Sunday, April 22, 2007

The Entitlement Trap

Tibor R. Machan

When back in the late 1960s and early 70s there was talk around the country about regarding welfare, health care, old age security, and similar government administered benefits as basic rights each of us have, some objected to this on the grounds that such a policy would obligate the beneficiaries to the government which, then, could insist on all kinds of conditions that needed to be met so as to receive the benefits. “Oh, no,” came the answer from the proponents, “these are basic rights and basic rights do not need to be earned and paid for with any conditions.” (Take a look at Henry Shue, Basic Rights [Princeton, 1980].)

Indeed, if you consider the basic rights identified in the Declaration of Independence, there are no conditions one needs to fulfill for having them other than to be a human being. Common sense, too, testifies to this: If one’s right to life is respected by another, there is no payment, nor even thanks due for this. Yes, one needs to pay for the protection of one’s rights, but not for their respect. If you don’t kill me, realizing that I have the right to my life, you don’t deserve gratitude. It is one’s natural due, not a grant or gift from others. That’s true about basic and even all derivative rights—if someone returns a debt, which by right is due you, you don’t need to be grateful, not the way you would be for a generous gift or favor.

But because entitlements involve more than abstaining from intruding on others—namely, making provisions for them—there has of course always been the urge to set terms for receiving them. “You are entitled to receive unemployment compensation, provided you do this, that and another thing—like look for a job and report on your search to the bureaucracy.” There is a term used now, namely, “means test,” to describe the conditions one must meet to qualify for entitlements. No means tests are required to qualify for the possession of one’s basic individual human rights and whatever is implied by them. If you have the right to laugh or sing or clap your hands, no one may impose some qualification for possessing such rights. But consider that when you have the right to education, health care, or old age security payments, you must jump through a bunch of hoops before these may be obtained from the authorities.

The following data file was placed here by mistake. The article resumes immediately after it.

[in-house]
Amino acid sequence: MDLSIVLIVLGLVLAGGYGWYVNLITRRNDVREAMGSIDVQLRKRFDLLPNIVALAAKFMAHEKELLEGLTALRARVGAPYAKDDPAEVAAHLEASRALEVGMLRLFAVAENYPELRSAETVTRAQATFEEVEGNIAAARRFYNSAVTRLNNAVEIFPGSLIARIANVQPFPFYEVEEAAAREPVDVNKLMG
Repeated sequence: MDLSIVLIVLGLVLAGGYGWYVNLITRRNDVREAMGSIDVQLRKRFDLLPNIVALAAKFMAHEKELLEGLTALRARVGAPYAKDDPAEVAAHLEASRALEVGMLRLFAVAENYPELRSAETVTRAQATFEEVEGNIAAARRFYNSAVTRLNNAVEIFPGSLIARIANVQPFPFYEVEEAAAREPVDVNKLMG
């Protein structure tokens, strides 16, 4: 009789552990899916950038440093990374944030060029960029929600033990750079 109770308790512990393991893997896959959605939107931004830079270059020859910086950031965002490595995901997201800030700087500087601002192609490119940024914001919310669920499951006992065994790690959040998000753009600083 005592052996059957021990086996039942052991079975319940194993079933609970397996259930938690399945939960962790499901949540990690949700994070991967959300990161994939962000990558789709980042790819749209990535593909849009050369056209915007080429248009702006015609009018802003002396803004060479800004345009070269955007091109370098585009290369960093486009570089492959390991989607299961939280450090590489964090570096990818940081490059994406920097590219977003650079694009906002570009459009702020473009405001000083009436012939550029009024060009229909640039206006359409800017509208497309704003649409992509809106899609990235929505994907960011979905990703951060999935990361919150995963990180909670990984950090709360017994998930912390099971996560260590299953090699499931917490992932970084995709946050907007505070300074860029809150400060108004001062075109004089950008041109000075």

Which again pretty much shows, even without elaborate philosophical argumentation, that there is a great difference between one’s negative individual rights and so called positive rights. The former come one’s way by virtue of one’s humanity alone, while the latter are political grants for which one soon gets to pay dearly. Which is to say, they aren’t really basic rights at all but privileges and grants doled out by those in power. And therein lie their fraudulent nature—unlike basic and derivative negative rights, these entitlements must be paid for and earned by doing what those in power demand.

That, too, makes pretty clear that such entitlements do not belong in a free society but have their home in autocracies, dictatorships, monarchies, welfare states, and similar authoritarian regimes. It is only in such political societies that the kind of power needed for handing out entitlements can exist because only in such societies can people’s labor and other resources be conscripted and expropriated so as to fulfill the entitlements. And in olden days this was often done by invading and conquering foreign countries and looting their labor and resources for the benefit of the invading country’s monarch and subjects. But these days the resources for the entitlements are obtained by means of extorting the people via taxes and other forms of “taking.” In effect, of course, the proud status of citizenship, whereby one is deemed a sovereign, is sacrificed for the sake of turning into a de facto subject of the government, a dependent.

Which then brings up the point that the widespread contemporary public policy of wealth or resource redistribution is really not what its champions so often insist it is, namely, progressive. It is out and out reactionary, driving us all back to the era of feudalism. These socialists and communitarians are by no means taking us forward toward a great new age of humanitarianism. No, they are returning us to the times when some few men and women purportedly ruled us for the sake of certain ideals but in fact ruled so as to impose upon the rest of us their agenda, to deprive us of our basic rights to life, liberty and pursuit of happiness.

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